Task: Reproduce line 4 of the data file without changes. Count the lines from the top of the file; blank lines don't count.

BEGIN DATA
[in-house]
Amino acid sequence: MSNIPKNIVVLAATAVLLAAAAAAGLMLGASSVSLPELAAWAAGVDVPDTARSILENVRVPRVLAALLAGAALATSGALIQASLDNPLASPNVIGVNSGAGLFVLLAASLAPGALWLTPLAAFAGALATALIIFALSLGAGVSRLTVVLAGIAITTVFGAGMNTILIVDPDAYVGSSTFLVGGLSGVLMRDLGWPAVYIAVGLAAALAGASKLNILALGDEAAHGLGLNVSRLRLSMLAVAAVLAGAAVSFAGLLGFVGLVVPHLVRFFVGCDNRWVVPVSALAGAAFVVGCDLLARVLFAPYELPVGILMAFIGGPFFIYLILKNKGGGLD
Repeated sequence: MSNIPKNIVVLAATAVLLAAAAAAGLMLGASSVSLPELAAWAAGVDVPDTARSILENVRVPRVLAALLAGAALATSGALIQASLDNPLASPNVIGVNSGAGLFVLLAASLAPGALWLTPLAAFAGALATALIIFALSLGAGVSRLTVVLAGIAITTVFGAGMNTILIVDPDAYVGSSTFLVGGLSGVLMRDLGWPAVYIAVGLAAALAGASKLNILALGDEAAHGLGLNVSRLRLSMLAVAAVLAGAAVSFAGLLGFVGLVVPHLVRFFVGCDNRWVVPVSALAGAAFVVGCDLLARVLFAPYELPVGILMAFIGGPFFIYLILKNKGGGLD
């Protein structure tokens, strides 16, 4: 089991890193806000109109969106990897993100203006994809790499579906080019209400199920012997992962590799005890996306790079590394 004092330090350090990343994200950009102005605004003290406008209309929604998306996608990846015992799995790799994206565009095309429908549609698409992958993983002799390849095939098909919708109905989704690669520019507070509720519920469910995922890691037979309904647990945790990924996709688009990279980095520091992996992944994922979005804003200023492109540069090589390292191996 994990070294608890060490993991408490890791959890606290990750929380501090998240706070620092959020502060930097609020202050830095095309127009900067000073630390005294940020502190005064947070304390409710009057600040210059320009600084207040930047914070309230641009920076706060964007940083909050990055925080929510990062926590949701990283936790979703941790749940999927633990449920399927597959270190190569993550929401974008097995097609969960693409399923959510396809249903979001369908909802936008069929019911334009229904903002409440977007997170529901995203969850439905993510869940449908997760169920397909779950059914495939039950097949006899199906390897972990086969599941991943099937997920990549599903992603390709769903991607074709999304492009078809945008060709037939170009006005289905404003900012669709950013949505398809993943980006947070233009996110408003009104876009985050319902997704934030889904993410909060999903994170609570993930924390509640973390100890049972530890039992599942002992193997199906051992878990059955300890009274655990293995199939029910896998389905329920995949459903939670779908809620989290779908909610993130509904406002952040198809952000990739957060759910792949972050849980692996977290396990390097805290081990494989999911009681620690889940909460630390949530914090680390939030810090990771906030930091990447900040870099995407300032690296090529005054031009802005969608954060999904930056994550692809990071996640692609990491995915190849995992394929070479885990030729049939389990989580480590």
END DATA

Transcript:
């Protein structure tokens, strides 16, 4: 089991890193806000109109969106990897993100203006994809790499579906080019209400199920012997992962590799005890996306790079590394 004092330090350090990343994200950009102005605004003290406008209309929604998306996608990846015992799995790799994206565009095309429908549609698409992958993983002799390849095939098909919708109905989704690669520019507070509720519920469910995922890691037979309904647990945790990924996709688009990279980095520091992996992944994922979005804003200023492109540069090589390292191996 994990070294608890060490993991408490890791959890606290990750929380501090998240706070620092959020502060930097609020202050830095095309127009900067000073630390005294940020502190005064947070304390409710009057600040210059320009600084207040930047914070309230641009920076706060964007940083909050990055925080929510990062926590949701990283936790979703941790749940999927633990449920399927597959270190190569993550929401974008097995097609969960693409399923959510396809249903979001369908909802936008069929019911334009229904903002409440977007997170529901995203969850439905993510869940449908997760169920397909779950059914495939039950097949006899199906390897972990086969599941991943099937997920990549599903992603390709769903991607074709999304492009078809945008060709037939170009006005289905404003900012669709950013949505398809993943980006947070233009996110408003009104876009985050319902997704934030889904993410909060999903994170609570993930924390509640973390100890049972530890039992599942002992193997199906051992878990059955300890009274655990293995199939029910896998389905329920995949459903939670779908809620989290779908909610993130509904406002952040198809952000990739957060759910792949972050849980692996977290396990390097805290081990494989999911009681620690889940909460630390949530914090680390939030810090990771906030930091990447900040870099995407300032690296090529005054031009802005969608954060999904930056994550692809990071996640692609990491995915190849995992394929070479885990030729049939389990989580480590």